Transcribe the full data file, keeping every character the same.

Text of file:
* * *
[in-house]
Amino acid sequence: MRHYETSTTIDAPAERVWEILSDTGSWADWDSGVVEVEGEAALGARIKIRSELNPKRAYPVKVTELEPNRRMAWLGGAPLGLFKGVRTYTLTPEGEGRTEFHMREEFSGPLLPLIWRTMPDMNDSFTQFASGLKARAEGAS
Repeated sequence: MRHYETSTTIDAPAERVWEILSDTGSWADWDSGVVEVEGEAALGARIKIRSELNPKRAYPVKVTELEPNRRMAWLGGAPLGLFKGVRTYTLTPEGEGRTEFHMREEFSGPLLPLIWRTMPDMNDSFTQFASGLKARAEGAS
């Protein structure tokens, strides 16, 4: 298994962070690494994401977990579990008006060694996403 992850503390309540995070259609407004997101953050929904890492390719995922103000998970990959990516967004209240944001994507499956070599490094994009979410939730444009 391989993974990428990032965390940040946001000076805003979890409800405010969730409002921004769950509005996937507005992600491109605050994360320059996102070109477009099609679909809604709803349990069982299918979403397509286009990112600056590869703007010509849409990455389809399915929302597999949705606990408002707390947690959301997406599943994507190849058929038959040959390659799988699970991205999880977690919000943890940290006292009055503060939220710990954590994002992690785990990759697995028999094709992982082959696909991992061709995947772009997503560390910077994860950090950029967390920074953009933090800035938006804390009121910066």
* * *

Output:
[in-house]
Amino acid sequence: MRHYETSTTIDAPAERVWEILSDTGSWADWDSGVVEVEGEAALGARIKIRSELNPKRAYPVKVTELEPNRRMAWLGGAPLGLFKGVRTYTLTPEGEGRTEFHMREEFSGPLLPLIWRTMPDMNDSFTQFASGLKARAEGAS
Repeated sequence: MRHYETSTTIDAPAERVWEILSDTGSWADWDSGVVEVEGEAALGARIKIRSELNPKRAYPVKVTELEPNRRMAWLGGAPLGLFKGVRTYTLTPEGEGRTEFHMREEFSGPLLPLIWRTMPDMNDSFTQFASGLKARAEGAS
């Protein structure tokens, strides 16, 4: 298994962070690494994401977990579990008006060694996403 992850503390309540995070259609407004997101953050929904890492390719995922103000998970990959990516967004209240944001994507499956070599490094994009979410939730444009 391989993974990428990032965390940040946001000076805003979890409800405010969730409002921004769950509005996937507005992600491109605050994360320059996102070109477009099609679909809604709803349990069982299918979403397509286009990112600056590869703007010509849409990455389809399915929302597999949705606990408002707390947690959301997406599943994507190849058929038959040959390659799988699970991205999880977690919000943890940290006292009055503060939220710990954590994002992690785990990759697995028999094709992982082959696909991992061709995947772009997503560390910077994860950090950029967390920074953009933090800035938006804390009121910066």